Patent/IP in France
France related forum posts
I have been asked through a colleague to run a bar for a private event at a chateau in France. It is a pay per drink bar, and I am trying to make sense of the legal requirements - any advice please
Total Posts: 1 Last post by PaulC
Hello partners i have private Investor in search for possible investment opportunities they are willing to invest in any part of the Middle East, GCC Gulf countries since there is evidence of a prominent economic boom in these areas most especially the Egypt,Kuwait,UAE,Bahrain and Europe.they are looking for a partner(s) with great financial and business oriented background which we can jointly wo
Total Posts: 1 Last post by aladjihassan
Intellectual Property in France
Intellectual Property, or IP, as it is colloquially called, is characterised as legal protection for commercially precious products of human intellect. There are, generally, three forms of IP: patents, copyrights and trademarks. Although these articles are similar many some ways, they each have individual idiosyncrasies and definitions which make them unique. Perhaps most importantly, there is no physicality to intellectual property. If effectively safeguards an intangible idea or process.
Generally speaking, patents in France are granted to inventors for inventions. These can include anything from machinery, tools, processes, chemicals, biotechnology, software, etc.
To qualify for a patent, an inventor must invariably create something that is:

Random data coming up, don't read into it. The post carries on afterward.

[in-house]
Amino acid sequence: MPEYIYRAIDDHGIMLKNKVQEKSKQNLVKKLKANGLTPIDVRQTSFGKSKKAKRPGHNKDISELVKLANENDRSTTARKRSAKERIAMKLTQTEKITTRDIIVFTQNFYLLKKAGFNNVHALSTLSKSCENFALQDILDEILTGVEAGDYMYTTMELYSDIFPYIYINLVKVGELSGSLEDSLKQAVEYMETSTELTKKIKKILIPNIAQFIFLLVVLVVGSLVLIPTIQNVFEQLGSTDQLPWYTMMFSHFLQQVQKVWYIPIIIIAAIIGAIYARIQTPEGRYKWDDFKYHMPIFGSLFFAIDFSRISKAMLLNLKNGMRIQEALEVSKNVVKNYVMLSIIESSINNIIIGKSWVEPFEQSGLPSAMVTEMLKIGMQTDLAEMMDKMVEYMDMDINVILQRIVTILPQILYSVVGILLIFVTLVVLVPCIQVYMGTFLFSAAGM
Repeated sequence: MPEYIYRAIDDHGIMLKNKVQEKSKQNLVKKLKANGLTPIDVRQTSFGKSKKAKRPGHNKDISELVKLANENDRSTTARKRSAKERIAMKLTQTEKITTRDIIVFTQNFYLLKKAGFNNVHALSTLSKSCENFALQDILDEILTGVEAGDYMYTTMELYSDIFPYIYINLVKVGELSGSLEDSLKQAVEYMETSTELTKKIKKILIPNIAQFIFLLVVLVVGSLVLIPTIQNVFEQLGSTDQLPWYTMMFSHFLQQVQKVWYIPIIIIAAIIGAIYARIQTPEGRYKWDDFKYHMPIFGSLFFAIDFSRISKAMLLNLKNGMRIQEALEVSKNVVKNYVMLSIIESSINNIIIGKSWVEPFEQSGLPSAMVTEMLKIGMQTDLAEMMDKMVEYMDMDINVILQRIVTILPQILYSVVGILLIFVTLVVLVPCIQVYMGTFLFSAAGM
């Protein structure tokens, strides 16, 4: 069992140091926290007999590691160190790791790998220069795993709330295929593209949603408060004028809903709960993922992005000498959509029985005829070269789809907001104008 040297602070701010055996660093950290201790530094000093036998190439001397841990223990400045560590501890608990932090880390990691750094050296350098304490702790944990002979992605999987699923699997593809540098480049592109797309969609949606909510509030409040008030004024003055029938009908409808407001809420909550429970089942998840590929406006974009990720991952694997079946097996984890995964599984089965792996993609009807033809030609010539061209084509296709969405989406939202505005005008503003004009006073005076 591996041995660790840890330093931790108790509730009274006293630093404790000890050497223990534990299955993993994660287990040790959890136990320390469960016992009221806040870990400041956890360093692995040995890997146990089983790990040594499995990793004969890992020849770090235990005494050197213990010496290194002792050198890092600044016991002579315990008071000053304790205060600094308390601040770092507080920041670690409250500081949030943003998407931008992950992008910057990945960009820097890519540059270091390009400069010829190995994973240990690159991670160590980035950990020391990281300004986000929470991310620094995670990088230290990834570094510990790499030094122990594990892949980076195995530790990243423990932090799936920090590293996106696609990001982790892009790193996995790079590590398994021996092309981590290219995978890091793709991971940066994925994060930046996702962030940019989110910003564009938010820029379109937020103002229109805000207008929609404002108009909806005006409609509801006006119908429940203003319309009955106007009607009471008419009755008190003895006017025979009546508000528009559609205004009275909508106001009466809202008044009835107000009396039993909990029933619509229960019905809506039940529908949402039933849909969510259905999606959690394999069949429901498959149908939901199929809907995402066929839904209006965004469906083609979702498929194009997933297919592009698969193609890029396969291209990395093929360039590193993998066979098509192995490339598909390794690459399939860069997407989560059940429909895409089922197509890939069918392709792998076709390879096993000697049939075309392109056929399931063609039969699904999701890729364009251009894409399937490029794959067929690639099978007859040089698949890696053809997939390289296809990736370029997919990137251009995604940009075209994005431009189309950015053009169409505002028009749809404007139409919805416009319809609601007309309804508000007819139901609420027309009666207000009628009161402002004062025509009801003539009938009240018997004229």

- Of patentable matter
- Unique to patentee
- Merited and can be utilised
Under a patent, the patentee reserves the right stop or limit others from utilising and trading the invention. Without explicit permission from the patentee, persons using the patent in any of these ways are infringing, and could be subjected to legal action.
Patent applications in France are filed with the Institut National de la Propriete Industrielle (INPI). Computer programmes and inventions without industrial application are not patentable. Nor are inventions that conflict with public order or morals. Even while a patent is pending, application fees are still payable, as well as search fees and annuities.
As registration is invariably a lengthy procedure. An inventor may, instead, favour applying for a certificate of usefulness, which is easier to acquire, although provides less protection: 6 years compared with 20. Patents may not be renewed.
Trademarks in France are used to denote epithets, logos, symbols, slogans, etc, that are individual to a business and product. Fundamentally, the things that distinguish your product or service from a competitor's. Businesses understandably go to endless lengths to have control over their trademarks. Therefore, any persons found infringing upon them through unlawful use could be subject to legal action.
Famous examples of trademarks are Coca Cola and McDonald's.
In France, trademark that identifies a product or a service may be registered with either the INPI or the Commercial Court Registry. Fees are charged for application and renewal. Registration provides protection for 10 years and may be renewed.
Copyright in France gives someone the right to sell and reproduce a protected product, which is invariably printed work. Things like books, magazines, websites, photographs, music, film and art are common examples of copyrighted work. Copyright denotes five rights of the author, artist, etc: reproduction, distribution, adaptation, performance and display. Use of such materials or works without the explicit permission of the copyright holder is classed as infringement, and persons doing so could be subject to legal action.
26 Bis Rue de Saint Petersbourg
Telephone: +33 171 087 163